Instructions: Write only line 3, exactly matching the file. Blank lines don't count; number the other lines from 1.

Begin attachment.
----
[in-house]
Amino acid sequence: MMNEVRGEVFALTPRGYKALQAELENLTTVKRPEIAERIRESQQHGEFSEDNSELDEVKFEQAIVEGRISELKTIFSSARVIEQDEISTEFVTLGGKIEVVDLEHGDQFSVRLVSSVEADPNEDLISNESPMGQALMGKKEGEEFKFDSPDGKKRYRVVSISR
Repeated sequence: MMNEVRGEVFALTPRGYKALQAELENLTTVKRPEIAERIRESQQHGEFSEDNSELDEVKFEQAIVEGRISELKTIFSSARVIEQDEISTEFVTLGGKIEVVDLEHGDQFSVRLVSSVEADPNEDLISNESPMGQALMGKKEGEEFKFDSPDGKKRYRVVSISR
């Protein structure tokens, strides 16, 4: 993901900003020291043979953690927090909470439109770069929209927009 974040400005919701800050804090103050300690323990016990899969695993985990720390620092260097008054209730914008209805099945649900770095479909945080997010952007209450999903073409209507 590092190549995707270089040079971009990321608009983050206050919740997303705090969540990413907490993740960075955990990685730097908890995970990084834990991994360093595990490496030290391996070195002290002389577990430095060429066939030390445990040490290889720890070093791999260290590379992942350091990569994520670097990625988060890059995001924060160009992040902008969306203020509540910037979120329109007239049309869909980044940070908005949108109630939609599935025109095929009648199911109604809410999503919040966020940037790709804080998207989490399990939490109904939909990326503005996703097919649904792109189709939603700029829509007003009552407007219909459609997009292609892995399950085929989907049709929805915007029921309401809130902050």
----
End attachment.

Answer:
Repeated sequence: MMNEVRGEVFALTPRGYKALQAELENLTTVKRPEIAERIRESQQHGEFSEDNSELDEVKFEQAIVEGRISELKTIFSSARVIEQDEISTEFVTLGGKIEVVDLEHGDQFSVRLVSSVEADPNEDLISNESPMGQALMGKKEGEEFKFDSPDGKKRYRVVSISR